“In its infancy, the Fifteenth was in the awkward position of being within spitting distance of the heart of the Empire without being part of it. Legate Juniper, ever brutally sardonic, pointed out that give how tall their manors stood, they had a better chance of landing the spit on us than us on them. History wasted no time in proving her correct.”
– Extract from the personal memoirs of Lady Aisha Bishara
Hakram had learned the move from the battlemaster for the Howling Wolves when he was nine years old. Catch the enemy’s wrist with your hand, leveraging greater muscles, and on the other side slap your open palm on the human’s ear. The wheat-eaters were known to be delicate in the head, by the standards of the Clans. There was a pop as the dark-skinned man’s eardrums burst: the pain stopped him for a moment. The adjutant snarled, lunging forward and sinking his teeth in the exposed throat. Long fangs buried in soft flesh, ripping through veins and arteries as he shook his head out. The stranger twitched, blood spraying everywhere and coating Hakram’s face with pleasant warmth, then dropped. Eyes perfectly calm, he looked for the other man who’d tried to accost them but found Aisha had already taken care of it: she’d buried a knife to hilt through the Soninke’s eye. With measured elegance she slid out the knife, flicking away some kind of transparent fluid. Robber popped out of the side-alley a moment later, shaking his head.
“There were only two,” the yellow-eyed tribune said, face unusually serious.
It seemed even Robber took attempts to kill them seriously, on occasion. Swallowing the last of the meat, Hakram cleared his chops of the gore with a rough tongue. Good thing no other orc was around, it was considered a pretty suggestive movement where he was from – but then the Howling Wolves kept to many of the traditions from the Lesser Steppes, for all that they lived in the heart of the Northern ones. An unbroken line of shamans and blood-witches going back to the Golden Age had done much to keep the old ways alive.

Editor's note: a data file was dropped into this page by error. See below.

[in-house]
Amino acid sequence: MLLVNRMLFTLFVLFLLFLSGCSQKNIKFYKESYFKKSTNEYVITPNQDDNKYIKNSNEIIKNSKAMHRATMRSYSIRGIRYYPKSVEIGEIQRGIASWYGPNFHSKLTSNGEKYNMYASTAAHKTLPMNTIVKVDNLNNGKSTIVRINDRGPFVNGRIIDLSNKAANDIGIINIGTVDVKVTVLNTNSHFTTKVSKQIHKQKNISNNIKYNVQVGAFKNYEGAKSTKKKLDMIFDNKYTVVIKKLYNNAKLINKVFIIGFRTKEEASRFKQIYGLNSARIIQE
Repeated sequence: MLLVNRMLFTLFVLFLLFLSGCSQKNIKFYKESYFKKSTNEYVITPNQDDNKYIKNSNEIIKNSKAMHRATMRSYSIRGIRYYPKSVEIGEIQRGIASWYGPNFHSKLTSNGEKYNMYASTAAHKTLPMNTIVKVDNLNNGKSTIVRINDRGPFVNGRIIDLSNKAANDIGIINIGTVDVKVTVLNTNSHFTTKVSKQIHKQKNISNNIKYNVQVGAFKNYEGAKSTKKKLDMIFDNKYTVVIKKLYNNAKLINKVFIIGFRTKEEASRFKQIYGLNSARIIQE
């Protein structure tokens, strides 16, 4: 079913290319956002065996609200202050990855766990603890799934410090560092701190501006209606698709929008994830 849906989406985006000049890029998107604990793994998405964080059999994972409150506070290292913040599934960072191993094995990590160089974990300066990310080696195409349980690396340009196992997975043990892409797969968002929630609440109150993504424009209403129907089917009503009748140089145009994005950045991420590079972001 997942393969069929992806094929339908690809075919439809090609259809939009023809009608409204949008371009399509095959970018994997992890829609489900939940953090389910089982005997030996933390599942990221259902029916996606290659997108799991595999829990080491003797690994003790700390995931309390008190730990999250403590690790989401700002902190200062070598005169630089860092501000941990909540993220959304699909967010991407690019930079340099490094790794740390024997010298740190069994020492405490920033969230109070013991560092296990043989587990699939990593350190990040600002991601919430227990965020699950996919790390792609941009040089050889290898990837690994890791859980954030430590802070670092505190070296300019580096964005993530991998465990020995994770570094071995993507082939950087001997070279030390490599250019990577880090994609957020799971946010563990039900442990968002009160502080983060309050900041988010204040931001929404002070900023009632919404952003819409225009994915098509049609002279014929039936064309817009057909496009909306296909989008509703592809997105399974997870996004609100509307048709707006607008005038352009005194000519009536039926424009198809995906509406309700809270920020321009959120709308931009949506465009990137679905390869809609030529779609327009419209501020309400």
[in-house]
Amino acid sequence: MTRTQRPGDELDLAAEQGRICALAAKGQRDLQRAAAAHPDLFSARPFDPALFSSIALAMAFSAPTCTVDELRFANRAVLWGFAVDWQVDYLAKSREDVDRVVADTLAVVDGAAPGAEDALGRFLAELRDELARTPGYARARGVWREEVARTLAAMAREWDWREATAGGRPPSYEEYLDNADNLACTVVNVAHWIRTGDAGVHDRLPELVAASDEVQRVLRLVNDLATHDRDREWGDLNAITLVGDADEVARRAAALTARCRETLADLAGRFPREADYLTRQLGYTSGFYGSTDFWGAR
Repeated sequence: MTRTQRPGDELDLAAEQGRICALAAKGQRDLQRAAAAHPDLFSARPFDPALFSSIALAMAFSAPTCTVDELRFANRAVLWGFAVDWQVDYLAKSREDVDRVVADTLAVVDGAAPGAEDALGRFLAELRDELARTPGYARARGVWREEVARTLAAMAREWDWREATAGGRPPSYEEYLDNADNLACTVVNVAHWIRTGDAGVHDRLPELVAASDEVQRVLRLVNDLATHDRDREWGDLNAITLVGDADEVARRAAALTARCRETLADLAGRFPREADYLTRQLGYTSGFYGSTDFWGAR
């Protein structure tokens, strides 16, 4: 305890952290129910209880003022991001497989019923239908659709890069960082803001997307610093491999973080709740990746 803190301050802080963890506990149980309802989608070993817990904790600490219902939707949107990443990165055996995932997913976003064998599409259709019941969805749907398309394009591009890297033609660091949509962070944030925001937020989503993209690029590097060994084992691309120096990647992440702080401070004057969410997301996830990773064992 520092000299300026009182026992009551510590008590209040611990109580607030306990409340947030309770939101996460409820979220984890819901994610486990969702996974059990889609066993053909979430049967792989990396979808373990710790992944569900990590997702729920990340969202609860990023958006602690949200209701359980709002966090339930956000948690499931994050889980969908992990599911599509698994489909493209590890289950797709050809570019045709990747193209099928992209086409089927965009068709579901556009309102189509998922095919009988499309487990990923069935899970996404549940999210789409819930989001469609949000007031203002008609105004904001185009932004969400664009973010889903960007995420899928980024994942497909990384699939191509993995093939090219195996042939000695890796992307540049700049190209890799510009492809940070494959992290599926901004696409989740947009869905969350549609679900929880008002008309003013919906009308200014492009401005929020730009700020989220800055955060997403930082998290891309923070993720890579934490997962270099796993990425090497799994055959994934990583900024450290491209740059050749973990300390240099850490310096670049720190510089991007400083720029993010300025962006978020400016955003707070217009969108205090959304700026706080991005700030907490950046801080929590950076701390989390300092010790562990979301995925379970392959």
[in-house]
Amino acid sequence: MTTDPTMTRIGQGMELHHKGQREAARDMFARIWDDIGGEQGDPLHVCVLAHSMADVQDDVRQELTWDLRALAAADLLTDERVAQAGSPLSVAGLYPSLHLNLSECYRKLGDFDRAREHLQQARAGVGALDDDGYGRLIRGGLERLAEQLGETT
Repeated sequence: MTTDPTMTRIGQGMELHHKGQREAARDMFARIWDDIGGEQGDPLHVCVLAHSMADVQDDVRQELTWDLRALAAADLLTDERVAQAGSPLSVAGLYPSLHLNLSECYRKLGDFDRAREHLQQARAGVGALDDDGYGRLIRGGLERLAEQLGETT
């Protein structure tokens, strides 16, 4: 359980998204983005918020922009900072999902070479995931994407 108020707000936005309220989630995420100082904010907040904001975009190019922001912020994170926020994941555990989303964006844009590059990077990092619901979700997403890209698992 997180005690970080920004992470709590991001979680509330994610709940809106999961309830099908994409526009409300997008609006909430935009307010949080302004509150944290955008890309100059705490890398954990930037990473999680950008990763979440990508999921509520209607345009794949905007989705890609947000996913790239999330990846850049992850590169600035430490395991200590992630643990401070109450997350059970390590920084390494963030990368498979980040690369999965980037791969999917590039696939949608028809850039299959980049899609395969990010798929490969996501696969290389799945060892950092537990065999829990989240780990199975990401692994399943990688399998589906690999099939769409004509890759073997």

“You were the target,” Aisha decided, addressing him nonchalantly as she riffled through her corpse’s clothes. “Mine spent half the fight trying to get at you.”
Hakram almost chuckled. Aisha might call that little rumble a fight, but what he’d seen of her part of it had looked more like a cold-blooded execution. The Hellhound’s second had not hesitated so much as heartbeat before putting down her opponent, not that this surprised him. Taghreb were not a merciful people and their nobility had only gotten where it was by being terrifyingly nastier than all other comers. Not even the orcs had ventured in the Hungering Sands, back in the days of their power. The only people to have mastered the desert tribes were the Miezans, and hadn’t they mastered the whole world?
“Can’t blame them, my boy Hakram is a handsome bastard,” Robber added thoughtfully. “More bastard than handsome, in truth, but he only has so much to work with.”
“Your moral support humbles me,” the adjutant replied mildly, then returned his attention to the olive-skinned aristocrat. “If they had a target, this wasn’t two locals trying to shake up soldiers after pay-day.”
Aisha raised a condescending eyebrow at him. She’d yet to manage to shake herself of that habit, not that Juniper had done anything to help. The Hellhound apparently found the sight of humans sneering at other humans amusing.
“This was an assassination attempt, Hakram,” the aristocrat said. “There’s no use trying to pretend otherwise.”
The tall orc had arrived at the same conclusion, actually, be he disliked hurrying to judgement. In a city like Ater, acting too quickly was a dangerous thing. The Fifteenth was camped half a day away from the scheming heart of the Empire and this was far from the first time they’d been probed by unknown forces. Had Lord Black not still been in the capital, he imagined it would have been much worse – the Empress’ right hand cast a long shadow, and few were willing to risk the man’s ire by attacking his pupil directly. Until today, it seemed. Hakram would not delude himself into thinking he’d achieved enough as an individual to rank an assassination attempt: it was his function in the Fifteenth Legion that merited killing.